Body image problems can start early and it’s impossible to shield ourselves completely from the bombardment of them, so it is worth discussing.
If your daughter does ask you if she is fat, believe me you are not alone.
It amazes me how many moms have actually confided in me that their daughter has asked them this exact question. It often comes as the result of a scenario like another child making a comment about them, their own observation that they look different (in the change room, swimming, dance class, etc.) or feeling restricted in physical activities because of their tummy.
Here is my 2 cents worth on Body Image for Young Girls:
Firstly, it is important to keep your reaction as neutral as possible and drive home the messages, that:
1. We are all built differently and come in all shapes and sizes. And that’s the beauty of us.
2. As an individual, we have control over ourselves. Her thoughts and actions matter.
For point number 1, I would steer away from the focus being on weight and emphasize the differences we all have. Some people have dark hair, others are blond, some are tall, some are short, some have no legs and some look very different. It’s a great discussion to have around how it would be to live with a physical difference that is obvious. If it was her, how would she want people to react to her?
You can also chat about how these differences may be permanent, but belly weight isn’t, and you can change that. That change won’t affect who you are, just what you do.
In regards to point number 2, if she can’t do certain moves because of tummy fat, that is a great dialogue opener about lifestyle choices- eating habits and daily activity levels. It’s important to remember that she is still a kid, so looking at your role modelling as a parent is imperative to her situation.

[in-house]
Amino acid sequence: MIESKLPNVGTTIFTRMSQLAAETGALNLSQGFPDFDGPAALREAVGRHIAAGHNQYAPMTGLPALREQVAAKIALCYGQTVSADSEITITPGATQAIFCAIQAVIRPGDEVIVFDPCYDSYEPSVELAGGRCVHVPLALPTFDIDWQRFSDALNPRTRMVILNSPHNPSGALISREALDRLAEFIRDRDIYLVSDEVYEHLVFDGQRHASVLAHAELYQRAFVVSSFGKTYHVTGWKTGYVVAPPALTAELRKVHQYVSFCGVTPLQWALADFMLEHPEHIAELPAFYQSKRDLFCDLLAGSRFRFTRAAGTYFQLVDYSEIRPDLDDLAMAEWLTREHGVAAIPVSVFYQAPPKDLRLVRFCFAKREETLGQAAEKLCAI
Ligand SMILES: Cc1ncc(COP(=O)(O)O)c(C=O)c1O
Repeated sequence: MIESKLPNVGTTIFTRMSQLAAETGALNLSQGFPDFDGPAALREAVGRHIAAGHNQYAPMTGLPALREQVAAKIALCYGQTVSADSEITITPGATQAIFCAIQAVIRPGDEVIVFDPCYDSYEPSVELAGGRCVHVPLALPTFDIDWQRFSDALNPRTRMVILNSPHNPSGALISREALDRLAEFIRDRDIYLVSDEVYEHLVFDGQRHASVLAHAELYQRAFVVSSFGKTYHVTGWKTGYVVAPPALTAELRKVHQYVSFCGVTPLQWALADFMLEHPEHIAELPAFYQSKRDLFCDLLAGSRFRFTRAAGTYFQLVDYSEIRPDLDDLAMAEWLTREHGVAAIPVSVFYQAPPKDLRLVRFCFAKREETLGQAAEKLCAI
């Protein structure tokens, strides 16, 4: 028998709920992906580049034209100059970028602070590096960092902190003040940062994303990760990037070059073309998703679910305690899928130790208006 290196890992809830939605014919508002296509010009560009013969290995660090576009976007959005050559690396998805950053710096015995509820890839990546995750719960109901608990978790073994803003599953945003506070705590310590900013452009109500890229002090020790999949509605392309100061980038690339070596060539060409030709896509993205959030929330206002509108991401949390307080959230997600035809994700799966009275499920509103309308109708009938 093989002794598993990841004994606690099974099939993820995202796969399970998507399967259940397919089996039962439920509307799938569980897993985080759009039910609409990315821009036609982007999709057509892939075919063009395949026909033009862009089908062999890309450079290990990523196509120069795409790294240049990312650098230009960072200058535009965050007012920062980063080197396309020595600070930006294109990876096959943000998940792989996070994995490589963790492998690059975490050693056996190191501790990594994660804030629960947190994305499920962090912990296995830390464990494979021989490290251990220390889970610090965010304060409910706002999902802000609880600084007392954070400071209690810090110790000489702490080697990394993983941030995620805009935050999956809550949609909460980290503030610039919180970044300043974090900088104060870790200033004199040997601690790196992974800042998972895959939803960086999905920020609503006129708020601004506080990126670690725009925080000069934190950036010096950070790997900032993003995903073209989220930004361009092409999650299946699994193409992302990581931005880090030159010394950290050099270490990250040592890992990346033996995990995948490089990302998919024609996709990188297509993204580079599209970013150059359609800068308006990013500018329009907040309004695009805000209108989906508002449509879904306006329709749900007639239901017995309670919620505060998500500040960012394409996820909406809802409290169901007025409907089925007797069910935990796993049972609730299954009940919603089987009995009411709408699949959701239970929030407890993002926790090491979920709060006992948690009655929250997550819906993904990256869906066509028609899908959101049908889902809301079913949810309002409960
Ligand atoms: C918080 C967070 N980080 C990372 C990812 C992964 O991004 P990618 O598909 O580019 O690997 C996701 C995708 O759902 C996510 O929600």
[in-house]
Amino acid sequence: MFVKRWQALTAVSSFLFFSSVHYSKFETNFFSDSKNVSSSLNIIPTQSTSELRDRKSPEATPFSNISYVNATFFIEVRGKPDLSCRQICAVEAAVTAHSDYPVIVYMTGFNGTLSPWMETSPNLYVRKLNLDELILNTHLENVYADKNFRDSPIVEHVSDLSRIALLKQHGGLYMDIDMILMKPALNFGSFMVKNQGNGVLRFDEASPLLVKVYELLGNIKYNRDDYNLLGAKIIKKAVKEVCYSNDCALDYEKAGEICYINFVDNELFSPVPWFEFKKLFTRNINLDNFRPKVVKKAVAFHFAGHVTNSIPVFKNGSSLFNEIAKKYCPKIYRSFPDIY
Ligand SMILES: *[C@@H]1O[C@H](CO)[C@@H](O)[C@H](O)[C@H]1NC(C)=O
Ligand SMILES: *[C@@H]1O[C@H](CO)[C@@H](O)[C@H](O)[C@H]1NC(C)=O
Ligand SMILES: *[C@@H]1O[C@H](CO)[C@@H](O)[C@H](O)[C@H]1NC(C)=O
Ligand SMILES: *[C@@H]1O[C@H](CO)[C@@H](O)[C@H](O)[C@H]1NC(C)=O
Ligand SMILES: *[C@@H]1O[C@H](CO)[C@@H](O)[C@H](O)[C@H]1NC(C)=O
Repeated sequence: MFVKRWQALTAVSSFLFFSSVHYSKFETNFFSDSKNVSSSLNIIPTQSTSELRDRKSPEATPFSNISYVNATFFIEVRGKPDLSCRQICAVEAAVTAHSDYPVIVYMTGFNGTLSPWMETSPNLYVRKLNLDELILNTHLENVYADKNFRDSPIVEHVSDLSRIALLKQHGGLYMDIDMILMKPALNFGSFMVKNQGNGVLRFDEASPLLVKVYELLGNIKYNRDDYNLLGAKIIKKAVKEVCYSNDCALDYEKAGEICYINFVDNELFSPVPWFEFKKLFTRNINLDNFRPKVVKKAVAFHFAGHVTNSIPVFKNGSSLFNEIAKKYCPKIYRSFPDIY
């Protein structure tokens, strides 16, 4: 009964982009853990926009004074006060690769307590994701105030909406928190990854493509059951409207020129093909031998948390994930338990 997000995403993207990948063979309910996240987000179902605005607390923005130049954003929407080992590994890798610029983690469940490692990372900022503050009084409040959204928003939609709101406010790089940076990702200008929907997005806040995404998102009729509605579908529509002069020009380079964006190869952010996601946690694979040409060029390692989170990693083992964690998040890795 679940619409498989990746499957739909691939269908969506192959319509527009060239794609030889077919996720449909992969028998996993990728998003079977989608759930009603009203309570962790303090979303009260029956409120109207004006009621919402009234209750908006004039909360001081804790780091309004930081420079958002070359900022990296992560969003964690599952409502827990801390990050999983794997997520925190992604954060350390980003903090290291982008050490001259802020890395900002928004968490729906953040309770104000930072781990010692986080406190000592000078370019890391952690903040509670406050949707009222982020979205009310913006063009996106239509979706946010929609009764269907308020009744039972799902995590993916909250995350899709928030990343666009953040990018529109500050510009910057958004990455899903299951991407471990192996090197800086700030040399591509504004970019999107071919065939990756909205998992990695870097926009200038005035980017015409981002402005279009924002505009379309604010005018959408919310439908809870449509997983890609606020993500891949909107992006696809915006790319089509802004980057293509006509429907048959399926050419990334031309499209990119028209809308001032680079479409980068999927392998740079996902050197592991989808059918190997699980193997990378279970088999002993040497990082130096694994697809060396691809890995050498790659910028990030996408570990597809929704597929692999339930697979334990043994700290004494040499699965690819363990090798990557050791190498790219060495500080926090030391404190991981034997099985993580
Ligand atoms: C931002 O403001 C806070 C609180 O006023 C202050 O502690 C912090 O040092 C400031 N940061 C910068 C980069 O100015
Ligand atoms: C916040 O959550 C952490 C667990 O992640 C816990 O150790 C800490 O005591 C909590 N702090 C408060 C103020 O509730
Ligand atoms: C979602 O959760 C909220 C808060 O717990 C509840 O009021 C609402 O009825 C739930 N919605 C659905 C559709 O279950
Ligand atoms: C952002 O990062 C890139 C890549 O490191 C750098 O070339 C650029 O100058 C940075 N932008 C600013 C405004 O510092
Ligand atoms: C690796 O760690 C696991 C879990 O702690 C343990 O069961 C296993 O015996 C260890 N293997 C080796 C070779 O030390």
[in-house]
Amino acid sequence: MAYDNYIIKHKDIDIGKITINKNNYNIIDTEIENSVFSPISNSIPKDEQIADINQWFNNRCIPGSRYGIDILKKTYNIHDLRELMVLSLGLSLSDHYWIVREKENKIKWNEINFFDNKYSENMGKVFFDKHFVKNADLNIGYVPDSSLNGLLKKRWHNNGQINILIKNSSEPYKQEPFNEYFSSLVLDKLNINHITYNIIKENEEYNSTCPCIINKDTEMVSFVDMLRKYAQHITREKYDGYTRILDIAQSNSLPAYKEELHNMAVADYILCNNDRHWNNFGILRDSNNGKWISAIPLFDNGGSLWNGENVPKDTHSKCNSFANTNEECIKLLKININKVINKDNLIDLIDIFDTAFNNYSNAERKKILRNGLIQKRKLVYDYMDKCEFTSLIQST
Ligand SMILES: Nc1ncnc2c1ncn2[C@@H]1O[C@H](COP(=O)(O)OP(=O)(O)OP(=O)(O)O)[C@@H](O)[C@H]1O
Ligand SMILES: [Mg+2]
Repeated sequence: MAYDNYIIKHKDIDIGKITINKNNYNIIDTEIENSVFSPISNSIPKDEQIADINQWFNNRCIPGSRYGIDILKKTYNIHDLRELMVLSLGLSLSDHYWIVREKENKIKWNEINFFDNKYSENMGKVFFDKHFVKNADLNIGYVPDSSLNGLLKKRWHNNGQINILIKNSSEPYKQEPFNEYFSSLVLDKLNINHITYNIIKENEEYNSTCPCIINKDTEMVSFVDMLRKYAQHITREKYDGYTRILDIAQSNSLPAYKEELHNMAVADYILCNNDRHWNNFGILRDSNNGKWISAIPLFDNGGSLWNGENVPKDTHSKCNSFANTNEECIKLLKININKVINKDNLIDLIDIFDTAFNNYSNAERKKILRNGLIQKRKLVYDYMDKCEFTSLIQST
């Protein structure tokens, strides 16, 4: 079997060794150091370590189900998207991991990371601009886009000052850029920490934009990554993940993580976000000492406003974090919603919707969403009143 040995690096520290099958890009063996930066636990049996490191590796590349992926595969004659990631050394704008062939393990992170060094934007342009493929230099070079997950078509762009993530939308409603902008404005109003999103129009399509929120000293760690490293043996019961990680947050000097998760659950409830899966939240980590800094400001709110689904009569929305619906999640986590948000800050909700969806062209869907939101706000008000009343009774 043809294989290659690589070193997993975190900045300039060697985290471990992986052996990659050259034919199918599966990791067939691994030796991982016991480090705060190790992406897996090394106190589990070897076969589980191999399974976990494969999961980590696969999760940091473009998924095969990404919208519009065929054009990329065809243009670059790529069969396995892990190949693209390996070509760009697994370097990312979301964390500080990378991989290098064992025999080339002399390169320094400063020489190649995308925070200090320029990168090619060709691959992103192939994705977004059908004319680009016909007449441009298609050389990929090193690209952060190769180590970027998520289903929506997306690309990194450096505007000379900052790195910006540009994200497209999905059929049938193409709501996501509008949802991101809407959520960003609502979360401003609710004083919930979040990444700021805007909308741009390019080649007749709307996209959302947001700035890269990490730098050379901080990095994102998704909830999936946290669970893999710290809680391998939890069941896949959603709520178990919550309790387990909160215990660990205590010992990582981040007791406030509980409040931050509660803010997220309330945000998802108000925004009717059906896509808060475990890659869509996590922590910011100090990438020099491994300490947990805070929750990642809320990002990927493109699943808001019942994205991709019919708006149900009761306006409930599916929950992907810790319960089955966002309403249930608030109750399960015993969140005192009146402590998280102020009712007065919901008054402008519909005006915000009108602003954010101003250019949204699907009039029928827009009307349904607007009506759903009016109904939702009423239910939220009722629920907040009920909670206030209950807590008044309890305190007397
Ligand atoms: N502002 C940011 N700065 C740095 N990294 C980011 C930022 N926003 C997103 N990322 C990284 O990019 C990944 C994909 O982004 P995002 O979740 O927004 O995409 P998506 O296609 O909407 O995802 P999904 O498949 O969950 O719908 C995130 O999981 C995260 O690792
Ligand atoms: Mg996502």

What do meals and snacks look like in your house? Look at your daily habits: Are food treats used as rewards? Does the tv come on as soon as you come home? How much time is spent sitting and using electronics? Is there meal skipping? What foods are readily accessible? Is activity as a family encouraged? Is bed time at a reasonable hour? Is there eating between meals?
It’s heart breaking to hear that question, but it is also an awesome opportunity for teaching your daughter to feel empowered about the control she has over her own body. It’s a great conversation to have about how she feels over how she looks and if SHE wants to see changes. Brainstorming about changes that can be made to make them come about is an amazing learning opportunity and it is also invaluable time spent with her.
If other people comment on her body, she can respond by saying, something positive like you should see me dance! Or beam about a proud accomplishment. Remind these people to not just look at her body but see her skill, talent, strength and ability. It can be a nice nudge that may make them reflect before they comment on someone else. Sometimes they genuinely don’t know how hurtful their comments are, so, educate them. And if they continue to judge, realize that you can’t control other people, only you. People like that aren’t worth your time.
The bottom line is to be happy with yourself. You are the only person you live with day in and day out your whole life. If there is something YOU don’t like, then find a way to work on that. Do things that make you feel good and strong and in charge.